Tokyo: Often dubbed 'junk DNA', retrotransposons - short sequences of DNA that autonomously amplify and move around the genome - may play a key role in developing schizophrenia.
A team of researchers in Japan found that a class of retrotransposons named Long Interspersed Nuclear Elements (LINE-1) in the schizophrenia brain modify the expression of genes related to schizophrenia during brain development and may be one of the causes of the disease.
The team led by Kazuya Iwamoto from the University of Tokyo and Tadafumi Kato from the RIKEN Brain Science Institute demonstrated that the number of LINE-1 copies is elevated in the post-mortem brains of patients with schizophrenia.
The results showed that exposure to environmental risk factors during development, as well as the presence of genetic risk factors for schizophrenia, can lead to increased levels of LINE-1 in neurons, said the study published in the journal Neuron.
“Our findings strongly suggest that abnormal, enhanced retrotransposition of LINE-1 in neurons, triggered by environmental factors and/or combined with a genetic risk factor, plays a defining role in schizophrenia," concluded the authors.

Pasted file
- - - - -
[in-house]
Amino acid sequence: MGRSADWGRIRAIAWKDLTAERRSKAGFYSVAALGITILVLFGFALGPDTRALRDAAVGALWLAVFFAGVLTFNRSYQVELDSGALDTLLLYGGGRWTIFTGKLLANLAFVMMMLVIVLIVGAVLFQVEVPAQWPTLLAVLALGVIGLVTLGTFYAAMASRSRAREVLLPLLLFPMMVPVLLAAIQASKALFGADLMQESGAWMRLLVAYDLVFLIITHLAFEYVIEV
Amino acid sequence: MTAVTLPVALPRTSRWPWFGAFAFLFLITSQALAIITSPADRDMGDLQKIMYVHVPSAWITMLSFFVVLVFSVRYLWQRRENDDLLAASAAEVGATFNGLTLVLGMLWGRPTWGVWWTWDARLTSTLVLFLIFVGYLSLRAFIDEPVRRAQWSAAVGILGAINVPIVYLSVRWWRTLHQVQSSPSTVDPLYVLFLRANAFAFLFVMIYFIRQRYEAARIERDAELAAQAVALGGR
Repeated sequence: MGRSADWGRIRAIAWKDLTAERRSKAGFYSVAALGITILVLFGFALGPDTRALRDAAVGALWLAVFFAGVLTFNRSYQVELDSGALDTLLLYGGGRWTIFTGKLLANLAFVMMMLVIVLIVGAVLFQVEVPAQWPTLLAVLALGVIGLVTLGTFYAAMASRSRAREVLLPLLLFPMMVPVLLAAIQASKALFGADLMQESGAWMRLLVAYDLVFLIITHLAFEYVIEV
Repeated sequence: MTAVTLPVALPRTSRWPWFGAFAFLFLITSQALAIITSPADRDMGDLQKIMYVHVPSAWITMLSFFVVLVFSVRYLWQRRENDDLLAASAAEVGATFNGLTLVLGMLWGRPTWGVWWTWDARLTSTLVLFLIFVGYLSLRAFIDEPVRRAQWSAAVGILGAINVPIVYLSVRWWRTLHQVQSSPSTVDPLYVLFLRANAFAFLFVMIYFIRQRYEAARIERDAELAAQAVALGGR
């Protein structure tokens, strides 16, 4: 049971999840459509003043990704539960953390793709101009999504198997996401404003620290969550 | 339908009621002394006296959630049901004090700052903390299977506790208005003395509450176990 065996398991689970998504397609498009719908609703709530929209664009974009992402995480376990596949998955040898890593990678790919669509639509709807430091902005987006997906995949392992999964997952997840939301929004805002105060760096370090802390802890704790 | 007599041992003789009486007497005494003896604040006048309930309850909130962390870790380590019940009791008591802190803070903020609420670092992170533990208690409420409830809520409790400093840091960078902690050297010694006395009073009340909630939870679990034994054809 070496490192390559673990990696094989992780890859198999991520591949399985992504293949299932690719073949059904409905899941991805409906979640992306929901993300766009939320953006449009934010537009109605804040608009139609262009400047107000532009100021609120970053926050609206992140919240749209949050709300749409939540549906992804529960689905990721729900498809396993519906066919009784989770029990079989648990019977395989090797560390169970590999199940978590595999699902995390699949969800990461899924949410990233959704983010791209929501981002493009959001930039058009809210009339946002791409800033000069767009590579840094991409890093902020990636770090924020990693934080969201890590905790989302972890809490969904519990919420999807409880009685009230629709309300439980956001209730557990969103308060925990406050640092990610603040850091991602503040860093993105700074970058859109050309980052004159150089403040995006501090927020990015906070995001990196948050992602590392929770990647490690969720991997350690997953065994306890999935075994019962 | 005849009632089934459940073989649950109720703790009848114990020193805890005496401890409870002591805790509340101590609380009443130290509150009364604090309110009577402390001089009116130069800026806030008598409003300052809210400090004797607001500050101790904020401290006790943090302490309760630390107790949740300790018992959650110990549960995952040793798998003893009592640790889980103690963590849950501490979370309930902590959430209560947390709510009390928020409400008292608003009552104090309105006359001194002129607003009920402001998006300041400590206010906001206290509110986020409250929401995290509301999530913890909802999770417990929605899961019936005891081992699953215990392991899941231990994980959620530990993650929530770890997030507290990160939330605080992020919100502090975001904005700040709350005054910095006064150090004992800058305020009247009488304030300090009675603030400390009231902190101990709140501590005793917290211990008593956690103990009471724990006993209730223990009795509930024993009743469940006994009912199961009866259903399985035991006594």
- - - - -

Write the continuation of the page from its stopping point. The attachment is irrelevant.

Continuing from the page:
"Previously, schizophrenia was regarded as a disease caused by gene-environment interactions, but our study shows that the environment can alter the genome and may contribute to the disease," explained Kato.
LINE-1 have been shown to be more abundant in brain cells than in other cells in the body in adults, providing evidence for enhanced activity of LINE-1 in the human brain. However, the role played by LINE-1 in mental disorders, and in particular schizophrenia, has remained unclear till date.
LINE-1 retrotransposons make up a large part of the eukaryotic genome and it is believed that they may contribute to a number of disorders and diseases such as cancer.